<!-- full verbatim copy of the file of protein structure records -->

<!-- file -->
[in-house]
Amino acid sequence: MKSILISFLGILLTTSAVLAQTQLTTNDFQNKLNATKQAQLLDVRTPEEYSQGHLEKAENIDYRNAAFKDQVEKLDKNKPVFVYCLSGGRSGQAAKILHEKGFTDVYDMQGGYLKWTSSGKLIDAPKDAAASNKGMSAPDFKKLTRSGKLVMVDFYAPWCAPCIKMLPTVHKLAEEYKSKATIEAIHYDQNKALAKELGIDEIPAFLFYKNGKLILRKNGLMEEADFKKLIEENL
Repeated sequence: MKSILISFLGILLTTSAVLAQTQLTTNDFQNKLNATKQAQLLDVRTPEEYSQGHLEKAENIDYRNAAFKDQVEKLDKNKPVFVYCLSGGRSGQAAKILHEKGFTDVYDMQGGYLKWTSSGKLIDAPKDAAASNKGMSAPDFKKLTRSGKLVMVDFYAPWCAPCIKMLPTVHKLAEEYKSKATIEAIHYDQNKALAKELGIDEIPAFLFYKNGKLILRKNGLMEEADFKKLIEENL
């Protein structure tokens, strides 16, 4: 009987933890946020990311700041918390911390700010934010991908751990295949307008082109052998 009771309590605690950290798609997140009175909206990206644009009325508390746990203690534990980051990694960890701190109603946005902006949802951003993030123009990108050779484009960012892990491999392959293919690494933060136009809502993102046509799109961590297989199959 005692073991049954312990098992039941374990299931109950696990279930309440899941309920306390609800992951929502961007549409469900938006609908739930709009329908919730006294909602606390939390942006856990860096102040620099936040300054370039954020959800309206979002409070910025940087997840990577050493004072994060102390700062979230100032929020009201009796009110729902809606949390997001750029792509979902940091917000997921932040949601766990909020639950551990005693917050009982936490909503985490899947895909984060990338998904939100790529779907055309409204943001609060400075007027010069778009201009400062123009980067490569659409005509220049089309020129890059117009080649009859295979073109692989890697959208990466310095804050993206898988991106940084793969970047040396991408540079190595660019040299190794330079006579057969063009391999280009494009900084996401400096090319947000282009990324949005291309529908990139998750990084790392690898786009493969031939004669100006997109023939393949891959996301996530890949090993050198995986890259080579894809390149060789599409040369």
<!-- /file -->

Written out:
[in-house]
Amino acid sequence: MKSILISFLGILLTTSAVLAQTQLTTNDFQNKLNATKQAQLLDVRTPEEYSQGHLEKAENIDYRNAAFKDQVEKLDKNKPVFVYCLSGGRSGQAAKILHEKGFTDVYDMQGGYLKWTSSGKLIDAPKDAAASNKGMSAPDFKKLTRSGKLVMVDFYAPWCAPCIKMLPTVHKLAEEYKSKATIEAIHYDQNKALAKELGIDEIPAFLFYKNGKLILRKNGLMEEADFKKLIEENL
Repeated sequence: MKSILISFLGILLTTSAVLAQTQLTTNDFQNKLNATKQAQLLDVRTPEEYSQGHLEKAENIDYRNAAFKDQVEKLDKNKPVFVYCLSGGRSGQAAKILHEKGFTDVYDMQGGYLKWTSSGKLIDAPKDAAASNKGMSAPDFKKLTRSGKLVMVDFYAPWCAPCIKMLPTVHKLAEEYKSKATIEAIHYDQNKALAKELGIDEIPAFLFYKNGKLILRKNGLMEEADFKKLIEENL
């Protein structure tokens, strides 16, 4: 009987933890946020990311700041918390911390700010934010991908751990295949307008082109052998 009771309590605690950290798609997140009175909206990206644009009325508390746990203690534990980051990694960890701190109603946005902006949802951003993030123009990108050779484009960012892990491999392959293919690494933060136009809502993102046509799109961590297989199959 005692073991049954312990098992039941374990299931109950696990279930309440899941309920306390609800992951929502961007549409469900938006609908739930709009329908919730006294909602606390939390942006856990860096102040620099936040300054370039954020959800309206979002409070910025940087997840990577050493004072994060102390700062979230100032929020009201009796009110729902809606949390997001750029792509979902940091917000997921932040949601766990909020639950551990005693917050009982936490909503985490899947895909984060990338998904939100790529779907055309409204943001609060400075007027010069778009201009400062123009980067490569659409005509220049089309020129890059117009080649009859295979073109692989890697959208990466310095804050993206898988991106940084793969970047040396991408540079190595660019040299190794330079006579057969063009391999280009494009900084996401400096090319947000282009990324949005291309529908990139998750990084790392690898786009493969031939004669100006997109023939393949891959996301996530890949090993050198995986890259080579894809390149060789599409040369």